I do tend to pin across my seams. I am a pin person. I see videos of people that do not use pins and they amaze me… but I am not one of those people, and I’m ok with that.

Now when you unpin and unfold your seams they should match up pretty well.

TA-DA!

TA-DA!

Now, since I have teased you with a title and reference photos, it seems only fair that I share a photo of the latest Star Trek quilt top!  This one is a lap/crib size quilt done in a very large disappearing 9-patch style.

I waste no time in using up some of my Shop Hop fabrics!

I waste no time in using up some of my Shop Hop fabrics!

Originally this was to be a commissioned quilt piece, but its not looking like that will be the case at this point.  So once I pick out backing and quilt it… it will probably go up in the shop.

To Boldly Go…into Star Trek Quilts

While I could bore you with the details of how Ben suggested we do the Star Trek Reddit gift exchange, and how I am extremely nervous about gifting strangers handmade gifts because I’m afraid they will be seen as the golden macaroni pencil cup.. I think instead I will just post the silly little Captain’s Log Story I sent with my giftee’s quilt (and of course photos!).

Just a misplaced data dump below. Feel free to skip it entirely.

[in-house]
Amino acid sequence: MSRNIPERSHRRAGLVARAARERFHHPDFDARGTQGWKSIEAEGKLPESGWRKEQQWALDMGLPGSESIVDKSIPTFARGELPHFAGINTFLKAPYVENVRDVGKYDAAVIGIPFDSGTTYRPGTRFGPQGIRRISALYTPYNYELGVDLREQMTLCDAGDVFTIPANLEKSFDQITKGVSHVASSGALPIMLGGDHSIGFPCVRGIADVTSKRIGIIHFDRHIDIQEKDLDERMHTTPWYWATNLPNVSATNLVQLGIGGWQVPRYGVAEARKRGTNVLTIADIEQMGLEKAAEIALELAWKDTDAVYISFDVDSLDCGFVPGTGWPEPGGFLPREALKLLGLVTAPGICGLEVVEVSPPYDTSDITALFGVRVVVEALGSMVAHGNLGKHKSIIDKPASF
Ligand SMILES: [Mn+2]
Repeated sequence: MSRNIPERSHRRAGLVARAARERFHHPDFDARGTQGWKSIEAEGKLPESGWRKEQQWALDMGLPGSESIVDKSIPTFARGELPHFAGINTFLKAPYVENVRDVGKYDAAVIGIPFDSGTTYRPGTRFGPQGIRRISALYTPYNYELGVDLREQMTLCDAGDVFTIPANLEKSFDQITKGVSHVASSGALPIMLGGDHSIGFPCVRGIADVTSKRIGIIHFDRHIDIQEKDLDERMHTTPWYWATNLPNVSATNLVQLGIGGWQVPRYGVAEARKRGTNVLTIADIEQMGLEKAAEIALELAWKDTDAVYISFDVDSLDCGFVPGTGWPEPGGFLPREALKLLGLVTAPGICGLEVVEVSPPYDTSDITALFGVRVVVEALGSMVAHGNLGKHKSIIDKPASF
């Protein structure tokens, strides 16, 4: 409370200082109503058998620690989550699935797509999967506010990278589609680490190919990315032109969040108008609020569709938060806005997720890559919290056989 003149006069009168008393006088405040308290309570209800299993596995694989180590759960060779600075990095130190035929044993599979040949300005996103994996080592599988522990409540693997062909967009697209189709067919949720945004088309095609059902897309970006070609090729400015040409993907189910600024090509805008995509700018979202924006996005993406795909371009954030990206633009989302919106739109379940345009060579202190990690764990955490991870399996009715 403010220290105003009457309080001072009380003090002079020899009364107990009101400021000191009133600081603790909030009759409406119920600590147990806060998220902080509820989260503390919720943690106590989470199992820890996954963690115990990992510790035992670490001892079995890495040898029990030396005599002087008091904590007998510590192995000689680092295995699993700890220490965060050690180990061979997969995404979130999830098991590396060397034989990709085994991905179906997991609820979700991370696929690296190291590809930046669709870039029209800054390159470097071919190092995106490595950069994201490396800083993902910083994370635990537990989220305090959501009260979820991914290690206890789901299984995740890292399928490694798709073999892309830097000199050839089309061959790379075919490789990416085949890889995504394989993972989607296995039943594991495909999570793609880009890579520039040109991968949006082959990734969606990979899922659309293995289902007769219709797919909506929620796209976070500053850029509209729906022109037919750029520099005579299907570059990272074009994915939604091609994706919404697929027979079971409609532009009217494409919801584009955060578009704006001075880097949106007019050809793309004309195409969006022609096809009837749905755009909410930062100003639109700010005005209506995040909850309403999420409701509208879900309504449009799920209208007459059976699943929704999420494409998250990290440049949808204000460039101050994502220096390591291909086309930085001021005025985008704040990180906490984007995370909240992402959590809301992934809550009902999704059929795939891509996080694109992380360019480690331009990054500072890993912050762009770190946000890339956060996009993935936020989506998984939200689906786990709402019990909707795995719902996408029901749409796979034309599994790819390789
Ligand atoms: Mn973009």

Disappearing 4 patch in Trek, Command Gold, Science Blue and Red Shirt

Disappearing 4 patch in Trek, Command Gold, Science Blue and Red Shirt

B Captain’s LogB

Stardate 2264.2

While on our way to check on one of the outlying colonies, Mr. Spock noted the presence of several indicators of intelligent life in an adjoining star system and I’ve decided to check it out.

Stardate 2264.3

The Enterprise has been stopped at the 4th planet in the System. Mr. Scott assures me that the engines are all online but that “She just won’t go!”

Meanwhile, we have been hailed by a being who says her name is Materialanna, representing the Textilian Homeworld. They are claiming we have caused a rent in their space-time fabric and demanding we sew up a suitable patch.

Spock is concerned about the inconsistency of a species that seems to view space-time as a fabric, and yet has the ability to stop a starship.